Happy is he whose camel dies, so he
eats the meat, saves himself the work!39
The horse goes on to describe how humans wear out their camels with overmuch walking, or how, as in a poem attributed—incorrectly40—to Juwayriyah ibn Asmāʾ al-Fazārī, travelers slaughter their riding camels so that an attacking wolf will eat them instead of the humans (ibid., p. 126). With these examples at its command, the horse builds to a crescendo: “No animal has endured torture from the Sons of Eve like the camel has” (wa-mā ṣabara shayʾun min al-bahāʾim ʿalā ʿanat Banī Ḥawwāʾ mā ṣabarathu al-ibil) (ibid., p. 125).
This gallery of crimes echoes an earlier text to which al-Maʿarrī’s Ṣāhil might owe a debt, however indirectly, in its display of human cruelty for the sake of persuading readers: The Case of the Animals versus Man Before the King of the Jinn, by the Brethren of Purity. Throughout the trial, the spokesman of the beasts (zaʿīm al-bahāʾim) is in fact a mule (baghl), making for a conspicuous link between this work and al-Maʿarrī’s.41 The mule of the Brethren of Purity bemoans how humans have treated nonhumans from the earliest days (fī badʾ al-khalq), driving them from their homes and enthralling them as beasts of burden (Ikhwān 1957, vol. 2, pp. 203–4; Goodman and McGregor 2009, pp. 99–100). Then, in the section “On the Animals’ Complaint of Oppression by Humans” (Fī bayān shakāwat al-ḥayawān min jawr al-ins), readers find a long list of crimes that indict humans on their face.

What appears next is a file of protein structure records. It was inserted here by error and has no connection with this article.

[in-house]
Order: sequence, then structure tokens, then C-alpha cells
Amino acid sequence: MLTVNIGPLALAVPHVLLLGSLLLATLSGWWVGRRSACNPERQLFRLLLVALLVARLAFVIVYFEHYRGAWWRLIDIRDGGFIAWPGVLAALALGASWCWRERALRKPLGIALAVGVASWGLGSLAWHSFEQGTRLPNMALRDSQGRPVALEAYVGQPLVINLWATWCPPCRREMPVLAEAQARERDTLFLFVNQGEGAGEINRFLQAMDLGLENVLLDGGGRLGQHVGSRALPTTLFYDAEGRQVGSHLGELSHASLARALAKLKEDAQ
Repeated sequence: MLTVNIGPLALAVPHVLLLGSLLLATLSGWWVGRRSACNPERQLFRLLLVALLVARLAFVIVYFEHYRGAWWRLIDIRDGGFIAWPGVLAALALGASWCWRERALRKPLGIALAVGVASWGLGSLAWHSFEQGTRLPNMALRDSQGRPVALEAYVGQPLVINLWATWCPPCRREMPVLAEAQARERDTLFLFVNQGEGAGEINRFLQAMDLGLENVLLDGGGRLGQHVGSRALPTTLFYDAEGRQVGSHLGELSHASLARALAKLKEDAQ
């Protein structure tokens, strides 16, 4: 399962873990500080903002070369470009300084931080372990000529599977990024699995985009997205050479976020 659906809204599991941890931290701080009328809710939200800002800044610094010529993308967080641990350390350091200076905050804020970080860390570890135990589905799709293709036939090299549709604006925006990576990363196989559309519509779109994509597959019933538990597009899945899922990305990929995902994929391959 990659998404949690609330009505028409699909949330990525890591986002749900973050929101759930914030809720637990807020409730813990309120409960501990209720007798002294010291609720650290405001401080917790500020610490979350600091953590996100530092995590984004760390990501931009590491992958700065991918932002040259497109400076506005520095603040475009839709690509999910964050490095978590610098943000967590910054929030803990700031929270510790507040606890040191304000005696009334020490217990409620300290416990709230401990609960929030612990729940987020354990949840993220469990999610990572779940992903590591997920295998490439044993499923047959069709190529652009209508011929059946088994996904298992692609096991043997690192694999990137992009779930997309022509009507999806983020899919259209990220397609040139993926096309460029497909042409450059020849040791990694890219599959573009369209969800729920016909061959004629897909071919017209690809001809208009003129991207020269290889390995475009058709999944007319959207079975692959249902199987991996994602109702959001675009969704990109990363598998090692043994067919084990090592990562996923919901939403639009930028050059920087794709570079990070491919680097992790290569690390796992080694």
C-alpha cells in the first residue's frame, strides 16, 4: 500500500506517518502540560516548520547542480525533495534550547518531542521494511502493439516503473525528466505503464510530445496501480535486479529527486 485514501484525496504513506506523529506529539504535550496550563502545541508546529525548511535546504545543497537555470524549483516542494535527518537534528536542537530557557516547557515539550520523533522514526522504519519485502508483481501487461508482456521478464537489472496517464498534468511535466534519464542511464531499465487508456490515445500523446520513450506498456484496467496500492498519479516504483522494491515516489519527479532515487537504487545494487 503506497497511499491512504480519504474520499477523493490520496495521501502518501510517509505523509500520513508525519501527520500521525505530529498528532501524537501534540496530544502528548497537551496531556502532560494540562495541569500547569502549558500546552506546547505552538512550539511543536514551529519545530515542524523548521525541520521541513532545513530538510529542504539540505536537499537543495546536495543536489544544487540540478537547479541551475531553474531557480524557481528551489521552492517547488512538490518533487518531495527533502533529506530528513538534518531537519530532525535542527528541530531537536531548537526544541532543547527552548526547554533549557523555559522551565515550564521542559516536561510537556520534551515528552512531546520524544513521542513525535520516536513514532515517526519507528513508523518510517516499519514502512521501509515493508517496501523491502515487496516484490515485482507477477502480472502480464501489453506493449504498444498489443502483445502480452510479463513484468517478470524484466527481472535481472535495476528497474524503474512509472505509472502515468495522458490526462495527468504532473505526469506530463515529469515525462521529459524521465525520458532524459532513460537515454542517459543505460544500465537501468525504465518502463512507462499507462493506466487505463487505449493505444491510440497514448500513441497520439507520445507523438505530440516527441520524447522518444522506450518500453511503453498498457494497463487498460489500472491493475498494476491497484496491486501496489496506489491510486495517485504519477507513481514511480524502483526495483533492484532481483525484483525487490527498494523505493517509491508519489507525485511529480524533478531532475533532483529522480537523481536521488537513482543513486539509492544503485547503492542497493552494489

“As for feeding and watering us,” charges the mule in Goodman and McGregor’s English, “these things are not done out of kindness or compassion, as he [the human spokesman] claims, but for fear lest we die and lest they lose their investment in us and the benefits they take from us” (bal makhāfatan an nahlika fa-yakhsarū athmānanā wa-tafūtahum al-manāfiʿ minnā) (Ikhwān 1957, vol. 2, p. 215; Goodman and McGregor 2009, p. 116). Such alleged self-interest flouts the counsels of an author like Ibn ʿAbd al-Salām to care for animals even when they give no direct benefit. Then, as if on cue, other animals take up the mule’s mantle and chime in with their own objections. The ass (ḥimār) complains of being overburdened with bricks; the ox (thawr) protests being chained to human waterwheels and millstones (dawālībihim wa-arḥiyatihim); the ram (kabsh) resists having its kids stolen so that humans can eat them and steal their milk; the horse (faras) denounces being bridled and bitted; the rabbit (arnab) laments being hunted by dogs; and on and on. As in the Ṣāhil, such testimonies pile up with nearly physical force, pressing readers into the ironic position of siding with nonhumans against their own kind.